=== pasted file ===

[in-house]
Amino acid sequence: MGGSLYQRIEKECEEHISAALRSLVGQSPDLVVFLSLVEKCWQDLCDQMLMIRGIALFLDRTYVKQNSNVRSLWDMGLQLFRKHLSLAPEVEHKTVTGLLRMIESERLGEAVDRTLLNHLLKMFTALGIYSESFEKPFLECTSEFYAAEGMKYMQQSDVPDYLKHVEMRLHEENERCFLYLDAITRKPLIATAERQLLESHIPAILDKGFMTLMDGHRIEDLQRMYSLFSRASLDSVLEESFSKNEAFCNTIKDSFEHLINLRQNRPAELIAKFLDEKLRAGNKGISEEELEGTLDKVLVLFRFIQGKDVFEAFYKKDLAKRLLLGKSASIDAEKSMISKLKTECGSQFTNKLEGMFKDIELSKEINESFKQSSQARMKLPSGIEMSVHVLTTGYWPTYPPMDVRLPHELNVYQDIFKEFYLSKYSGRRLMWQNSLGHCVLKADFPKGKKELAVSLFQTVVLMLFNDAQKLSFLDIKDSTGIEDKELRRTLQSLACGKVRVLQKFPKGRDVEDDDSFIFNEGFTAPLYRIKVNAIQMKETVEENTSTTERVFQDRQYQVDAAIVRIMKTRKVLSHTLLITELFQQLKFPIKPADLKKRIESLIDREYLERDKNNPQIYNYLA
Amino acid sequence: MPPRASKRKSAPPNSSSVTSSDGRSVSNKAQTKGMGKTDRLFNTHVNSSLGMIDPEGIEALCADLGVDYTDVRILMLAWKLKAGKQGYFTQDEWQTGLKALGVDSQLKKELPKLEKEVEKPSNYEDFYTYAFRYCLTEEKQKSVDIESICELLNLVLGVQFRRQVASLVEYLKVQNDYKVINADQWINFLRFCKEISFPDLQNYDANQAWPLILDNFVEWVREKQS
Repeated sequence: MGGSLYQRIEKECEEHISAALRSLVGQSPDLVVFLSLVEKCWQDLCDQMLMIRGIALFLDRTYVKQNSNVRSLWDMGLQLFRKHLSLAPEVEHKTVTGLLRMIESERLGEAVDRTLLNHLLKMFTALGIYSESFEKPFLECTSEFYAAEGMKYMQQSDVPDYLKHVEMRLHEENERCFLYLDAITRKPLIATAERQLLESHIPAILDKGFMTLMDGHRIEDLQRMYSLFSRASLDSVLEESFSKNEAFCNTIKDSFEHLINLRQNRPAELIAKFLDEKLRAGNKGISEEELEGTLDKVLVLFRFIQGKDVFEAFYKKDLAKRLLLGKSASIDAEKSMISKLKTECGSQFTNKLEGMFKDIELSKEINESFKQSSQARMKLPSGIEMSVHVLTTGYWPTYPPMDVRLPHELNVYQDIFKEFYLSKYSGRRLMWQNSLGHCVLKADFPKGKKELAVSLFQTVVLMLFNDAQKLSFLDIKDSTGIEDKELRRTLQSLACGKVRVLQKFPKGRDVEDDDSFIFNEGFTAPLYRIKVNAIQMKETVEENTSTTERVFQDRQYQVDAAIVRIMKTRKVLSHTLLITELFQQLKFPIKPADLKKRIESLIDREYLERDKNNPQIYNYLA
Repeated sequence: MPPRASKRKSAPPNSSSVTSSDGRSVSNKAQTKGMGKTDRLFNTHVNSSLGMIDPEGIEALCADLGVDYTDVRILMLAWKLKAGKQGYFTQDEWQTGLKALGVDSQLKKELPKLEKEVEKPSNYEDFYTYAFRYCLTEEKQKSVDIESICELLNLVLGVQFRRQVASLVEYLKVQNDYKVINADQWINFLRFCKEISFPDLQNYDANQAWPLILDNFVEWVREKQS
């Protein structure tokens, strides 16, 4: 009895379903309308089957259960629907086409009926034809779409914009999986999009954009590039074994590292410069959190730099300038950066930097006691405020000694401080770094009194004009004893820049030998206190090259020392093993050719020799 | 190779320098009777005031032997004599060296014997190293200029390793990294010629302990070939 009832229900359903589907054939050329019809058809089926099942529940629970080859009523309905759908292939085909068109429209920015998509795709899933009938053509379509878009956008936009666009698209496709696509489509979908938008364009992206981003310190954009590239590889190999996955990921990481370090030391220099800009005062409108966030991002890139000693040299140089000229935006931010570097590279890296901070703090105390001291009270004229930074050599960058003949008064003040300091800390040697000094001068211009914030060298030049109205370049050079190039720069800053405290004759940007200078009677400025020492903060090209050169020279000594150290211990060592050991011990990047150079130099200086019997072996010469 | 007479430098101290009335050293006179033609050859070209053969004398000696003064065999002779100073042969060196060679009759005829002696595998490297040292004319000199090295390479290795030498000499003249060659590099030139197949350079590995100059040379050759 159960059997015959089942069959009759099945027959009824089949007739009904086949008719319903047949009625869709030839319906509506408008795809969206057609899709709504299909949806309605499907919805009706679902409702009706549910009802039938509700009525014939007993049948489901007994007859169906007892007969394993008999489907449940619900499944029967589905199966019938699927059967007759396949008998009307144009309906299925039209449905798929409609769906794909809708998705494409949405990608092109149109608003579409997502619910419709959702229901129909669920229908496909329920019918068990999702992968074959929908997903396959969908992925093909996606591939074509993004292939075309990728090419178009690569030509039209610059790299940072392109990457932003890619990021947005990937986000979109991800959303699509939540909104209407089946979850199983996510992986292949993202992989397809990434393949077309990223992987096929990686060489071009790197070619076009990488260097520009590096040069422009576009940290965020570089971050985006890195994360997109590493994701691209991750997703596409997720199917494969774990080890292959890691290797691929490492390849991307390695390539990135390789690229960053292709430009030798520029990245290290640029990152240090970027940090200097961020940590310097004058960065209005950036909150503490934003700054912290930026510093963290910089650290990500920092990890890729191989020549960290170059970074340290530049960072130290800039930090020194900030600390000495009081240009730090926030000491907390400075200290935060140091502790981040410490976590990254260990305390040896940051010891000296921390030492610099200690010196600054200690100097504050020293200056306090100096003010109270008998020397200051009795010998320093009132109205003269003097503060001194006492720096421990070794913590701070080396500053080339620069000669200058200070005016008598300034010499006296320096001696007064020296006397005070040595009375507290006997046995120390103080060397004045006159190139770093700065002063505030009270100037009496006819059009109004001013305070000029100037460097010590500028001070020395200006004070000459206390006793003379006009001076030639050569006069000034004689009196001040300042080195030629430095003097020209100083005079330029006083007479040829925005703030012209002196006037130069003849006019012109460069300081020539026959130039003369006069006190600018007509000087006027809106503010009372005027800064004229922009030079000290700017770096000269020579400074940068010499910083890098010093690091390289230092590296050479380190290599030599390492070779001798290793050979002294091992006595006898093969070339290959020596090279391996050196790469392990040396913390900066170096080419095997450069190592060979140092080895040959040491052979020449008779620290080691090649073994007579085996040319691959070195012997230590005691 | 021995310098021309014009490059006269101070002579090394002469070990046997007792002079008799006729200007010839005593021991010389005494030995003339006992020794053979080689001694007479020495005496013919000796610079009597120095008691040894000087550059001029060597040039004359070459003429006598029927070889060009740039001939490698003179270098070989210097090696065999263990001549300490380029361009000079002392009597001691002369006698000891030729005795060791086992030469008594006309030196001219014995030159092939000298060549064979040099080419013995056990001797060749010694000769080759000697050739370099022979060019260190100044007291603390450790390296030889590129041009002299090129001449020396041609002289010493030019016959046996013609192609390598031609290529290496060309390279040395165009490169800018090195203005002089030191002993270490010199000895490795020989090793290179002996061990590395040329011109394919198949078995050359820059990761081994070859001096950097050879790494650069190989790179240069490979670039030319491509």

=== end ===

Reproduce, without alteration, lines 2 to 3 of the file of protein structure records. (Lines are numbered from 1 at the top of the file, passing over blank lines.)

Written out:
Amino acid sequence: MGGSLYQRIEKECEEHISAALRSLVGQSPDLVVFLSLVEKCWQDLCDQMLMIRGIALFLDRTYVKQNSNVRSLWDMGLQLFRKHLSLAPEVEHKTVTGLLRMIESERLGEAVDRTLLNHLLKMFTALGIYSESFEKPFLECTSEFYAAEGMKYMQQSDVPDYLKHVEMRLHEENERCFLYLDAITRKPLIATAERQLLESHIPAILDKGFMTLMDGHRIEDLQRMYSLFSRASLDSVLEESFSKNEAFCNTIKDSFEHLINLRQNRPAELIAKFLDEKLRAGNKGISEEELEGTLDKVLVLFRFIQGKDVFEAFYKKDLAKRLLLGKSASIDAEKSMISKLKTECGSQFTNKLEGMFKDIELSKEINESFKQSSQARMKLPSGIEMSVHVLTTGYWPTYPPMDVRLPHELNVYQDIFKEFYLSKYSGRRLMWQNSLGHCVLKADFPKGKKELAVSLFQTVVLMLFNDAQKLSFLDIKDSTGIEDKELRRTLQSLACGKVRVLQKFPKGRDVEDDDSFIFNEGFTAPLYRIKVNAIQMKETVEENTSTTERVFQDRQYQVDAAIVRIMKTRKVLSHTLLITELFQQLKFPIKPADLKKRIESLIDREYLERDKNNPQIYNYLA
Amino acid sequence: MPPRASKRKSAPPNSSSVTSSDGRSVSNKAQTKGMGKTDRLFNTHVNSSLGMIDPEGIEALCADLGVDYTDVRILMLAWKLKAGKQGYFTQDEWQTGLKALGVDSQLKKELPKLEKEVEKPSNYEDFYTYAFRYCLTEEKQKSVDIESICELLNLVLGVQFRRQVASLVEYLKVQNDYKVINADQWINFLRFCKEISFPDLQNYDANQAWPLILDNFVEWVREKQS